Factors Influencing Microbial Growth and Viability of Wood Duck Eggs
Type of Degreethesis
Forestry and Wildlife Sciences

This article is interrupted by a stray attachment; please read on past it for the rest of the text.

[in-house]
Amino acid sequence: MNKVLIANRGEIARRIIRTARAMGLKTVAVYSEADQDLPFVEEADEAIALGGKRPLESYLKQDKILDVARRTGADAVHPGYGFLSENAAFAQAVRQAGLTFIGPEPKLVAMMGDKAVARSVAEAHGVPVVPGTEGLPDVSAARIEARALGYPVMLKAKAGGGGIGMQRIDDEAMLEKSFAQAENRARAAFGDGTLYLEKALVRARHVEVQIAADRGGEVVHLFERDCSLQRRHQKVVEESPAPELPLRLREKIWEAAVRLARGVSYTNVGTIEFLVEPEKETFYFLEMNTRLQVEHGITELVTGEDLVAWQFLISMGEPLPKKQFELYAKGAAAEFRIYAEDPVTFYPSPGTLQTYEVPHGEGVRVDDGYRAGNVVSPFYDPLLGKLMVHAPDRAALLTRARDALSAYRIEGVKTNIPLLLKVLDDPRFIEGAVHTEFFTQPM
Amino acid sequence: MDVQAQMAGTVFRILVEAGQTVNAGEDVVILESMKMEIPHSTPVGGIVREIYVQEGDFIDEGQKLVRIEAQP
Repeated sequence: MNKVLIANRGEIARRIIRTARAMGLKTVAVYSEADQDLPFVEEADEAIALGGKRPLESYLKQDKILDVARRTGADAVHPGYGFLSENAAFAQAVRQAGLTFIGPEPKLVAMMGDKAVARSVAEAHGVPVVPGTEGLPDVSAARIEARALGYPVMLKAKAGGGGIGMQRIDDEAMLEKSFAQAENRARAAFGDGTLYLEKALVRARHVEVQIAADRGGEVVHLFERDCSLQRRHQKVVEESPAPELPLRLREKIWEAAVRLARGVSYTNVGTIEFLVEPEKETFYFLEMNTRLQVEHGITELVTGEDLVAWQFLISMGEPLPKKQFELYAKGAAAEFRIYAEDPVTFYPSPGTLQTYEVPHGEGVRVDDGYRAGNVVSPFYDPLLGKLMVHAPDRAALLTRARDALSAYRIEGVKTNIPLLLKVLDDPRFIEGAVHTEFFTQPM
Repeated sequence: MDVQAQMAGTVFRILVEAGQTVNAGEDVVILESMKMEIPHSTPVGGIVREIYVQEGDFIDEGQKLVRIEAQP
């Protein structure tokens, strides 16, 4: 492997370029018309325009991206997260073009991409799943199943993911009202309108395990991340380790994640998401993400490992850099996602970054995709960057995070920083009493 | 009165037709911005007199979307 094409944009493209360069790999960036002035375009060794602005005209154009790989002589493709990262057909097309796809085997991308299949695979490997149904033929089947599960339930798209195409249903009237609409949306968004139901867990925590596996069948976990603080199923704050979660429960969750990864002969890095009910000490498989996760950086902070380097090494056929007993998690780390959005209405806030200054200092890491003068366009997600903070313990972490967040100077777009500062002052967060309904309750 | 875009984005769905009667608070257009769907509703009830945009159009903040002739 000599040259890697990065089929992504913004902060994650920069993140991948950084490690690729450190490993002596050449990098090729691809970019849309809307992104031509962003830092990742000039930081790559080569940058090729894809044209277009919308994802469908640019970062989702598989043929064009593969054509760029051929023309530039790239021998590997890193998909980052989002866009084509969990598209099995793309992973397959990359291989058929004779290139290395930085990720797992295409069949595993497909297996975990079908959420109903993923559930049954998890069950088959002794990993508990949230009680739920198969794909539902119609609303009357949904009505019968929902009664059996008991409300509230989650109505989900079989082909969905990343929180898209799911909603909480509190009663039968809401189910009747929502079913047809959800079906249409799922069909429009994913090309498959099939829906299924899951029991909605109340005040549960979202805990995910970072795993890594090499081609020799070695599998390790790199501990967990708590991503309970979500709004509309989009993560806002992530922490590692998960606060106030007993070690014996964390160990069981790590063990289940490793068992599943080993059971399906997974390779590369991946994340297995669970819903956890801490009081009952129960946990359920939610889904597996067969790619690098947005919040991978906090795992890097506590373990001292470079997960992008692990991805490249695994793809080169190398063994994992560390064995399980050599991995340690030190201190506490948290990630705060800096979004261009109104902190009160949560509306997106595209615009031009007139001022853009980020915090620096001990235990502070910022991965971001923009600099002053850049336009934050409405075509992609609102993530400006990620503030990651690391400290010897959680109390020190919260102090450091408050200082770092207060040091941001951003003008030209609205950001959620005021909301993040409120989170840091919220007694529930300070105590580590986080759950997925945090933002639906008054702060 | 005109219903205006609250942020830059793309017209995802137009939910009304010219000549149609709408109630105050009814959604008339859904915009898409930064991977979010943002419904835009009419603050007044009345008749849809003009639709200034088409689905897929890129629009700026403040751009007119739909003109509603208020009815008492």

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Egg viability in birds declines with increasing length of incubation delay and may be influenced by microbial infection and exposure of eggs to temperatures above physiological zero (>24°C). Reuse of nests is common in cavity-nesting species and may lead to increased microbial levels within the nest. Onset of incubation during egg laying may help to maintain viability of first-laid eggs. We manipulated incubation delay of Wood Duck (Aix sponsa) eggs and tested the effects of incubation delay and ambient temperature, as well as the effects of nest reuse and onset of night incubation, on microbial growth and egg viability. Hatching success declined slowly with increasing length of incubation delay, but was not affected by increasing exposure to temperatures >24°C or microbial growth. We found increased levels of heterotrophic bacteria in uncleaned nests, and gram-negative bacteria decreased following onset of night incubation. We suggest early onset of incubation in precocial birds may be more important in reducing incubation period and predation risk than in maintaining viability of first-laid eggs, and that relatively low levels of bacterial infection of eggs at our temperate study site, together with increased antimicrobial properties of Wood Duck eggs and incubation by females before clutches were complete contributed to the negligible effect that bacteria had on egg viability.